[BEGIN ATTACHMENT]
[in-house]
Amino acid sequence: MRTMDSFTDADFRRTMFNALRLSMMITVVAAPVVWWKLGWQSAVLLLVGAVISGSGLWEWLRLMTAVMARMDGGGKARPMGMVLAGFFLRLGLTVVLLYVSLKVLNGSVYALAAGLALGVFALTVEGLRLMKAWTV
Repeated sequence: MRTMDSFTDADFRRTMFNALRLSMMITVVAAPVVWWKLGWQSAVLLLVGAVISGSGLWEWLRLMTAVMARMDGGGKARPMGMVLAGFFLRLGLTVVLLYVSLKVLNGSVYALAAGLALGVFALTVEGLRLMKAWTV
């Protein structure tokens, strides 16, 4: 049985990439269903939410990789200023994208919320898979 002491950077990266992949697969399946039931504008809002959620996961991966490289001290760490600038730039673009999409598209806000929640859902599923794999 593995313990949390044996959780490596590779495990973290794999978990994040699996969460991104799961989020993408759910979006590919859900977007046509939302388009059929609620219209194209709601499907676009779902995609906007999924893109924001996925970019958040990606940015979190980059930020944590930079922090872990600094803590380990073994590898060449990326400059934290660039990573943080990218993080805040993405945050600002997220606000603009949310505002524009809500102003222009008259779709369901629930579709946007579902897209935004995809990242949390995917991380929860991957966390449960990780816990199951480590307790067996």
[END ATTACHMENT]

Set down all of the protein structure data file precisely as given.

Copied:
[in-house]
Amino acid sequence: MRTMDSFTDADFRRTMFNALRLSMMITVVAAPVVWWKLGWQSAVLLLVGAVISGSGLWEWLRLMTAVMARMDGGGKARPMGMVLAGFFLRLGLTVVLLYVSLKVLNGSVYALAAGLALGVFALTVEGLRLMKAWTV
Repeated sequence: MRTMDSFTDADFRRTMFNALRLSMMITVVAAPVVWWKLGWQSAVLLLVGAVISGSGLWEWLRLMTAVMARMDGGGKARPMGMVLAGFFLRLGLTVVLLYVSLKVLNGSVYALAAGLALGVFALTVEGLRLMKAWTV
């Protein structure tokens, strides 16, 4: 049985990439269903939410990789200023994208919320898979 002491950077990266992949697969399946039931504008809002959620996961991966490289001290760490600038730039673009999409598209806000929640859902599923794999 593995313990949390044996959780490596590779495990973290794999978990994040699996969460991104799961989020993408759910979006590919859900977007046509939302388009059929609620219209194209709601499907676009779902995609906007999924893109924001996925970019958040990606940015979190980059930020944590930079922090872990600094803590380990073994590898060449990326400059934290660039990573943080990218993080805040993405945050600002997220606000603009949310505002524009809500102003222009008259779709369901629930579709946007579902897209935004995809990242949390995917991380929860991957966390449960990780816990199951480590307790067996």